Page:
Music Consumption in the MP3 Era
Music Consumption in the MP3 Era

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Name: uao
Location: California

uao is also a contributor to Blogcritics.org, Rhapsody Radish. and FIQL.com.

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Feel free to dig through the Deep Freeze for more, but stuff dated before mid-March 2005 is still formative and impressionistic, and not really worth the effort.

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I grew up reading Robert Christgau, Village Voice, and Lester Bangs, Creem, Punk, various others.

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Note: the copyrighted audio material on this site is for listening only, and is not downloadable. It is provided as illustrations to the articles, and to interest people in the legal purchase of these artists' material. Any copyright holder who would like their material removed should contact me, and I'll remove it.

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Monday, April 11, 2005
 

Weekly Artist Overview: Zero 7

Zero 7: Somersault [12-inch Vinyl] (2004)


Frequently compared to the French electronica duo Air (known for "Surfing on a Rocket"), U.K. electronica duo Zero 7 has quietly developed a cult audience in America over the last few years. Their two albums have both gone top-5 on the electronica charts, and the pair have gotten substantial airplay on college and public radio stations. They still remain relatively unknown to the public at large; however their lush and sensual downtempo trip-hop flavored ambient techno chill out music is both elegant and accessible, and they deserve a wider audience.
Zero 7 [Concert Poster] (2002)
Producers Henry Binns and Sam Hardaker gained their initial exposure to the recording industry as tea boys for a London recording studio. Throughout the mid to late 90's, they developed their production skills while working with such artists as the Pet Shop Boys before putting together Zero 7 in 1998. Borrowing the name of a nightclub in Honduras, the duo released their first records in 1999; a remix of Radiohead's "Climbing Up The Walls" and a remix of cult folk artist Terry Callier's "Love Theme From Spartacus". Club play and word of mouth spread, so that when their limited release debut EP, EP 1 hit the shelves, it sold out within days. The follow-up, logically titled EP 2, repeated this success, and Zero 7 quickly became critic favorites before they had even released their first full length album.
Zero 7: Simple Things (2001)
That debut, Simple Things appeared in 2001, and quickly made an impression on both sides of the Atlantic. Featuring the soulful, lush vocal stylings of a trio of singers, Mozez, Sia Furler, and Sophie Barker, Simple Things is an intricately constructed melange of Morcheeba, Massive Attack, and Nightmares on Wax. Many of the tracks are constructed over gentle acoustic guitars, layered with classical string arrangements, tuneful keyboards, and sensual diva vocals, creating an instant chill out classic; fine listening for late night meditations or seductions. "destiny" is the real standout track, although the entire album is full of pleasurable twists and turns. The album did well in England, and garnered considerable attention in th U.S., reaching #4 on the electronica charts, and the top-20 on the Heatseekers and Independant album charts.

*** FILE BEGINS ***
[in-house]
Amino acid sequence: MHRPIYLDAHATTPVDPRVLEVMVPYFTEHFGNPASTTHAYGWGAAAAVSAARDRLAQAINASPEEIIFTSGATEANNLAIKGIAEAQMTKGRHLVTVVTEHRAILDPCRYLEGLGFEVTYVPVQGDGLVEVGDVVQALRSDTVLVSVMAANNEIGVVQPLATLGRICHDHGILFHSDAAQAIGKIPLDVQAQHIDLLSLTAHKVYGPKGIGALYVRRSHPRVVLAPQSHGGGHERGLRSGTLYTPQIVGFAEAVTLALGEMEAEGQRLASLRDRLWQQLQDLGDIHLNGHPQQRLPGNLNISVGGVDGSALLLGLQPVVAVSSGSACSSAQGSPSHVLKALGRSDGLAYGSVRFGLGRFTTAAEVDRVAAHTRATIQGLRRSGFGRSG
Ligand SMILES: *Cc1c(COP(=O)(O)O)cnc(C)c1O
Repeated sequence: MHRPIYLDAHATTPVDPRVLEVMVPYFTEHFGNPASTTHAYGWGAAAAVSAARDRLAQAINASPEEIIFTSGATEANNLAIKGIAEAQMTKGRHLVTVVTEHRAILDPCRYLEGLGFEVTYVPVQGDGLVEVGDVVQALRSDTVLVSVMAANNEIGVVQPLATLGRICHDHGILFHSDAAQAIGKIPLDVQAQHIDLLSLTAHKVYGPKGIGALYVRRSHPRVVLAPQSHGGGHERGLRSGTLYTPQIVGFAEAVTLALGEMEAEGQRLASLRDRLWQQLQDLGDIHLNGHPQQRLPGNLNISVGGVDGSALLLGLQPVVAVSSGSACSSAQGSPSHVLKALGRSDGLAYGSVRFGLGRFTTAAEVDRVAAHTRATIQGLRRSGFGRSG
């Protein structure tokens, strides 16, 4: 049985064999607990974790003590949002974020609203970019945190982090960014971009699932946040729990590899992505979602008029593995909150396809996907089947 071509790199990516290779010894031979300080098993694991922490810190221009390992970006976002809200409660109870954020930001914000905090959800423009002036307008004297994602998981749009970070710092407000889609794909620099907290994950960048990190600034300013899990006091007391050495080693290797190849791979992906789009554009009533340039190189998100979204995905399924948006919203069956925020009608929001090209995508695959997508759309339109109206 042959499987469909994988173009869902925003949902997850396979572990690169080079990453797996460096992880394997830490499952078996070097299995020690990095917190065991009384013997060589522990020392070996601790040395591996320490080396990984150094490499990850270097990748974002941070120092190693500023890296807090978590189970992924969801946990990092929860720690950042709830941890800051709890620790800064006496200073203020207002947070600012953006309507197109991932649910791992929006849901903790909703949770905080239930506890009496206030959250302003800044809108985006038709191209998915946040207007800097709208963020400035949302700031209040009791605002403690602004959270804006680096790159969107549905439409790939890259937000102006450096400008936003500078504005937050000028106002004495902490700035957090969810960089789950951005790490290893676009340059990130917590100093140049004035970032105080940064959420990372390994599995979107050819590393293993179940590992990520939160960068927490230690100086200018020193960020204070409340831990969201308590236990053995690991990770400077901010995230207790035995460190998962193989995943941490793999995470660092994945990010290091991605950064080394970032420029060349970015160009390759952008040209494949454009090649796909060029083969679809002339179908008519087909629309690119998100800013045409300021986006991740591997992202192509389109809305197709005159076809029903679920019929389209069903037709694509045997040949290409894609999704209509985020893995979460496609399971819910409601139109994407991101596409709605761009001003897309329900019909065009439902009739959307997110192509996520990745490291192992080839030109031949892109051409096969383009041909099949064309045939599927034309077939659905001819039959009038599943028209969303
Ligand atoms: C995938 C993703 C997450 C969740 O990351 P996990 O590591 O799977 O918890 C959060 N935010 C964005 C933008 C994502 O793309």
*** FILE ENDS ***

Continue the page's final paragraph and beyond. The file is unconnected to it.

Zero 7: Another Late Night
Zero 7 was invited to handle the remix chores on an edition of Kinetic Records' downtempo mix series Another Late Night in 2002; they plunder the rap underground and reconstruct artists such as freakster Quasimoto ("Real Eyes") and dub (Roots Manuva's "Witness"), visit world music via Brazil's Da Lata, and France's Serge Gainsbourg/Brigitte Bardot oldie "Bonnie & Clyde." There's a reggae remix, Johnny Osbourne's "Truth and Rights" and some soul, via a remix of the Stylistics' "People Make The World Go Round. While the sources here are as eclectic as you can get, the album has a good, seamless quality to it; those unfamiliar with the art of remix albums might want to sample this one.

They also remix themselves; 2003 saw the release of Simple Things Remixes, a 5-song EP plus video track featuring some of the better moments from their debut, including "Destiny".
Zero 7: When It Falls (2004)
Their most recent disc, When It Falls, came out in March 2004, duplicating the chart performance of the debut almost exactly. The formula remains true to the debut; languid downtempo trip hop, featuring siren songstresses (including the returning Sia Furler and Sphie Barker, and newcomer Tina Dico). "Somersault", featuring Furler, gained significant airplay on public radio in the summer of 2004; it's a fine example of their sound, from the acoustic guitars and sinewy bass to Furler's undeniably sensual vocals. Dico gets an excellent showcase for her talents too, on the pastoral "Home". Barker gets the vocal duty on "In Time", an instantly arresting track.

Zero 7 is not without detractors; their music straddles a fine line between electronica and adult alternative, and it is tempting to dismiss them as postmodern easy listening. But that would be a mistake; Zero 7's warm, inviting sound is legitimately organic (real musicians play real instruments) and soothingly spacey. If that's not your cup of tea, so be it. But Zero 7 is a fine way for the rock listener to investigate the world of chill out electronica; it's a lot more alluring than you may suspect.


Listen to Zero 7: Somersault (2004)